The reason a woman takes a birth control pill, is to prevent unwanted, or accidental pregnancies. And, although the pills are not 100% effective, most women assume they will be protected from the life changing event. But, a manufacturing mix-up is leaving women at an even greater risk of unwanted pregnancies. Apparently the mix up led to some packets being distributed with the pills out of order. Which means a patient could have unknowingly skipped a dose and raised her risk of an accidental pregnancy.
Pfizer Inc., the world’s largest drug maker, has recalled about 1 million packets of Lo/Ovral-28 and its generic equivalent, but the company estimates that only about 30 packets were flawed. The pills were made and shipped last year.
Luckily, this particular birth control is not a very popular one. The brand Lo/Ovral ranked 64th in U.S. birth control sales last year. The generic version, called norgestrel and ethinyl estradiol, ranked 30th, according to data firm IMS Health.
Each packet contains 28 days’ worth of the prescription, with 21 pills containing the active ingredient that prevents pregnancy and seven placebo pills. The pills are normally color-coded to note the difference.
Women are supposed to take the pills in order and not mix the placebos with the active pills. Doctors say taking three placebos or more in a row negates the pregnancy protection.
“Women who are potentially on this particular product need to be aware of (the recall) and take this quite seriously,” said Dr. Steven R. Goldstein, a New York University professor of obstetrics and gynecology.
“Patients are pretty savvy,” said Dr. Adam R. Jacobs, division director of family planning at Mount Sinai Medical Center. He said most women taking the pill would notice that the colors are out of order.
Company spokeswoman Kristen Neese said the drug maker learned about the problem when a customer called late last year to report finding a pink placebo tablet in the middle of her white birth control pills. The company found a manufacturing problem and fixed it immediately.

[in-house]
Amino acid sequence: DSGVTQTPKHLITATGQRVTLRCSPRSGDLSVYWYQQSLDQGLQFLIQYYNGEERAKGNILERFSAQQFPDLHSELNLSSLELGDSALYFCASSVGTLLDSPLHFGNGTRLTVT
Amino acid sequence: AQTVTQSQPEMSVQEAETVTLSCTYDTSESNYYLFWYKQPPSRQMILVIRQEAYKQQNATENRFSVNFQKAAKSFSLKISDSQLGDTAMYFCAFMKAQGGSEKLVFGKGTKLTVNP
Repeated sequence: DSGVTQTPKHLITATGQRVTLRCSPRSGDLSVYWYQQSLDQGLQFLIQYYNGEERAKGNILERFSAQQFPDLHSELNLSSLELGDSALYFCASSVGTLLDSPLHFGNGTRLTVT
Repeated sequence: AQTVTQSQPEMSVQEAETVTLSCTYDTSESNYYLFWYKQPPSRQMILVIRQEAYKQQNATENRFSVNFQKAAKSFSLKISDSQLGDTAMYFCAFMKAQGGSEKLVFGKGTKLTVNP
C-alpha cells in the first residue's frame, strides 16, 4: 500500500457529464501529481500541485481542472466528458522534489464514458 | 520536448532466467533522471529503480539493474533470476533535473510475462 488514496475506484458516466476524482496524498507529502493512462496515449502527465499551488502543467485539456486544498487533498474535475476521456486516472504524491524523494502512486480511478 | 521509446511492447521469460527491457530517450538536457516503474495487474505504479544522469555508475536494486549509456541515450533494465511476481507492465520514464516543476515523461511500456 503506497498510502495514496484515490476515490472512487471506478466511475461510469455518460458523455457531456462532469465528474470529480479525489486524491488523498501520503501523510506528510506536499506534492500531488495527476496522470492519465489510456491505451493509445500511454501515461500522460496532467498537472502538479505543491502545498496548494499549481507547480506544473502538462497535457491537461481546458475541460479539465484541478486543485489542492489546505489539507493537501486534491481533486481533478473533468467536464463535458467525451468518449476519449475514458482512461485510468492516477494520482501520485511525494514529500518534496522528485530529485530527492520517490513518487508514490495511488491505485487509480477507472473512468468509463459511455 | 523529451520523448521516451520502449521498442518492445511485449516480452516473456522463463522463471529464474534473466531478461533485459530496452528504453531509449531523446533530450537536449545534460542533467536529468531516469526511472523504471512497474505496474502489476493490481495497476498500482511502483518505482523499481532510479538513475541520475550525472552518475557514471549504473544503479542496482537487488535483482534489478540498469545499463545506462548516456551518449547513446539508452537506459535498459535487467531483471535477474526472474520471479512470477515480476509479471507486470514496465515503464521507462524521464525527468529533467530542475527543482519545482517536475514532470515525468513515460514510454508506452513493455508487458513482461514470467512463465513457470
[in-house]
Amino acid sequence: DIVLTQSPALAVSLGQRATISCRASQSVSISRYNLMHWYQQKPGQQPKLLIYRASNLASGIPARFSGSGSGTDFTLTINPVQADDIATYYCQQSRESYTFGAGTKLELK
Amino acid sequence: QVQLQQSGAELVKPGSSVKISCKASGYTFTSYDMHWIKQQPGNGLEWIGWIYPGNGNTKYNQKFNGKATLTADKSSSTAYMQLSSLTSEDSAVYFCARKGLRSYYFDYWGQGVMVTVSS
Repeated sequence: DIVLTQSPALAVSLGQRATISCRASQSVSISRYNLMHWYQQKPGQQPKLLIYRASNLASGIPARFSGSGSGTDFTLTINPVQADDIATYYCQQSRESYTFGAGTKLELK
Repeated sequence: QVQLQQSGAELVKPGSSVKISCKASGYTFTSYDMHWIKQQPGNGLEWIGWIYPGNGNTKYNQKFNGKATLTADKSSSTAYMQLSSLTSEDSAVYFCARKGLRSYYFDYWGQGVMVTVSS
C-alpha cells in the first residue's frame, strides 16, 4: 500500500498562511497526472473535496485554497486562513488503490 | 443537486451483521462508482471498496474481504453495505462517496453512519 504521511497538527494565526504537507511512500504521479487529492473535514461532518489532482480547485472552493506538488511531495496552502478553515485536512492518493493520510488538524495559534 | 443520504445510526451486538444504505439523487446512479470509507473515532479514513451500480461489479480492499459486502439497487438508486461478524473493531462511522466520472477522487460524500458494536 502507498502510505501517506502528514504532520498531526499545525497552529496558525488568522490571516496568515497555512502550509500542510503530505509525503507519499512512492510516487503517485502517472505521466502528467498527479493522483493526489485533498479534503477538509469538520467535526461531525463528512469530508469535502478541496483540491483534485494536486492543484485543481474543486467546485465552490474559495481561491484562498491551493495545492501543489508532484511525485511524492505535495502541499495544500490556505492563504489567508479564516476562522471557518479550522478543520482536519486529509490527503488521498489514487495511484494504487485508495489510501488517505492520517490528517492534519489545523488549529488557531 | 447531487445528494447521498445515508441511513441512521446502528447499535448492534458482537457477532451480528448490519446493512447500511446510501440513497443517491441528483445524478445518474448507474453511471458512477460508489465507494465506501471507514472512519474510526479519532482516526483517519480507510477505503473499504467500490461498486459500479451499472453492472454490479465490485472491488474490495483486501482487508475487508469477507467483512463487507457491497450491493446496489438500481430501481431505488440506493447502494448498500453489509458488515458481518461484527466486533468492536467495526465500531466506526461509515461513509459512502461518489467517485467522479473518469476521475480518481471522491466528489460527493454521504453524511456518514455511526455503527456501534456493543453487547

It issued a nationwide recall in late December asking pharmacies to pull the affected lots from their shelves. It then announced the recall Tuesday to consumers and the media after the Food and Drug Administration requested that.
Pfizer did not announce the recall publicly in December due to the relatively small size of the problem and the low risk to patient safety, Neese said.
The recall includes 14 lots of Lo/Ovral-28 tablets and 14 lots of the generic version. Both products are manufactured by Pfizer and sold in the U.S. by Akrimax Rx Products.
Pfizer said the packets are pink with the drug’s brand name or generic name on it, along with the Akrimax name. Pfizer’s logo does not appear on it.
Patients who received a packet from one of the affected lots should call their doctors immediately, Jacobs said. If they have had unprotected sex in the past five days while on one of those pill packets, they may want to consider emergency contraception.
The affected packets have expiration dates ranging between July 31, 2013, and March 31, 2014. Lot numbers are available here.
This actually happens to be the second birth control recall in the last 6 months. In September 2011, Qualitest Pharmaceuticals issued a voluntary recall for multiple lots of their oral contraceptive, at the retail level, due to a packaging error as well.